“It’s been really interesting,” he said. “It started as something people liked. Then once it got going, it doesn’t feel entirely like my project any more. It feels like a community project that I’m the voice of. But it’s a weird thing. I’ve never done anything like it artistically before, where it’s been shaped so much by fans. Which is part of why I think they like it. Then there’s the community, and they help each other, like on Facebook, sharing GoFundMe campaigns, they’re forming weird splinter groups like this Dungeons and Dragons group in Houston who are all Timesuckers. It’s been nuts.”
Back in Idaho
Cummins was raised in Riggins, a small Idaho town of about 400 people 225 miles south of Coeur d’Alene that’s nestled in the valley where the Salmon and the Little Salmon rivers meet. He used to say, “Picture a little four-lane bowling alley, one-screen theater town. I would have killed to live in that town. I grew up an hour from that town.”
In 1995, he moved to Spokane to attend Gonzaga University, eventually earning a degree in psychology. It was then that he first discovered stand-up comedy when his then wife talked him into going on stage at a local open mic in 2000. As he told The Spokesman-Review in 2007, “I had a couple of drinks to get some liquid courage and I tried out five minutes of sub-par material. And I was hooked.”
He built his career from his home in Millwood, but left town for L.A. in 2010, after his first marriage ended. He moved to Coeur d’Alene a couple years ago to be closer to his school-age children.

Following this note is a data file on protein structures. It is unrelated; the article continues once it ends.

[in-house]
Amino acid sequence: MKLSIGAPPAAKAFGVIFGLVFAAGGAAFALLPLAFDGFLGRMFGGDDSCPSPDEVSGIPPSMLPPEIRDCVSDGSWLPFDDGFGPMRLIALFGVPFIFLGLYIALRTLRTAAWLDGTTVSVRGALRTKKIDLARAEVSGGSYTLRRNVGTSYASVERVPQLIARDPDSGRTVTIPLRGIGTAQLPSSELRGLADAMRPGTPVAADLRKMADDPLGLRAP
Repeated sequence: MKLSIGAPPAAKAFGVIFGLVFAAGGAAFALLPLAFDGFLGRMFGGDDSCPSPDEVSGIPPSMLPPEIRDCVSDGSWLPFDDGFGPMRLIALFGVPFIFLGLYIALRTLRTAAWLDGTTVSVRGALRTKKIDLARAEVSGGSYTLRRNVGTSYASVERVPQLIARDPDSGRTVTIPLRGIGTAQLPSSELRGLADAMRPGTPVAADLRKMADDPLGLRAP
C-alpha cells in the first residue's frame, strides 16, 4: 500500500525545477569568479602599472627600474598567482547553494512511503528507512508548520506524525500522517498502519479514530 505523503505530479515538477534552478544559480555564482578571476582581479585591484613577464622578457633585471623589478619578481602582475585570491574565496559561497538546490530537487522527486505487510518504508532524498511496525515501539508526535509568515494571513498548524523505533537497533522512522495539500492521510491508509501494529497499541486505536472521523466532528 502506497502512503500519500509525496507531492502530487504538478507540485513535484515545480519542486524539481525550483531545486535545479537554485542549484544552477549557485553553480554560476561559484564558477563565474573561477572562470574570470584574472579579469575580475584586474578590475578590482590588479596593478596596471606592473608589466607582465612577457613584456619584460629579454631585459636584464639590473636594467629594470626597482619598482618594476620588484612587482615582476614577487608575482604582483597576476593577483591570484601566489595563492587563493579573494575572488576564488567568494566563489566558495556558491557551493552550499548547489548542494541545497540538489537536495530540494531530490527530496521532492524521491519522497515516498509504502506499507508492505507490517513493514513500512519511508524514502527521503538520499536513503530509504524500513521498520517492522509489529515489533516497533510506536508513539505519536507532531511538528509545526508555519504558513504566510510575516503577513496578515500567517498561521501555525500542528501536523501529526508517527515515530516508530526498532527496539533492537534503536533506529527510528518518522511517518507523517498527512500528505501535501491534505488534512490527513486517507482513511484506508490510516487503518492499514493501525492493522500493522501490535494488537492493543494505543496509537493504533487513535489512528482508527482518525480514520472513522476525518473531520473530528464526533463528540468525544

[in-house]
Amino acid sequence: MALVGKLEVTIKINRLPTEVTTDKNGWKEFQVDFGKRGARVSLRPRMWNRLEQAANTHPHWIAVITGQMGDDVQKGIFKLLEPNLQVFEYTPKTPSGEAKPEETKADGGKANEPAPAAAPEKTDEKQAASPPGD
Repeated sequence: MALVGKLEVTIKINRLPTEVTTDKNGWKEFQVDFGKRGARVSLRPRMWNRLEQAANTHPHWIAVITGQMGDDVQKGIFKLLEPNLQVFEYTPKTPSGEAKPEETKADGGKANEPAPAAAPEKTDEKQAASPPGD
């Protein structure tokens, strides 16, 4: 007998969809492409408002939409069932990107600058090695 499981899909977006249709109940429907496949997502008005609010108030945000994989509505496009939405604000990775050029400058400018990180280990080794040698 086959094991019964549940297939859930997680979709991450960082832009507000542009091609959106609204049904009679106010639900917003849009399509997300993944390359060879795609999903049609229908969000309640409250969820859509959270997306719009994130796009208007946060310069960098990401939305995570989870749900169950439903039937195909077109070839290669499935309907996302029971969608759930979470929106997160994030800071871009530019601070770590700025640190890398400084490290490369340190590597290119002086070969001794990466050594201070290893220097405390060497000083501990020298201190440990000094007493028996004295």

No one is more surprised than Cummins about the success of “Timesuck.”
“First six months, I was constantly telling my wife, ‘What is happening?’ ” he said. “But part of it is the timing. Society is so polarized right now, that it’s refreshing to find a safe place where there can be dark jokes and a bunch of silliness, but it’s not going to be ‘liberals are stupid’ or ‘conservatives are stupid.’ ”
He has big plans for the podcast because, quite simply, it’s working. “Timesuck” has proven to be the thing that gets people in the seats. He wrapping up his latest tour, “The 2018 Flat Earth Tour,” in the coming days with a three-night stand at the Spokane Comedy Club.
“This has made my stand-up so much better,” Cummins said. “At the Spokane shows, I’m doing an hour of new material. And I feel like it’s a lot smarter. I still like all my old stuff. I close with old bits, so it’s not like I don’t like it. But if you’re spending weeks and weeks doing deep dives on one topic, it’s bound to affect how you see the world.”
And he knows when he gets on stage in Spokane, or anywhere for that matter, some of the “space lizards” from the “Timesuck” world will be there, too.
“I’ve had by far the most people show up to my live shows, by a lot,” he said. “The biggest audience I’ve ever had, where we’re doing some theaters now on the road instead of clubs. It’s been crazy.”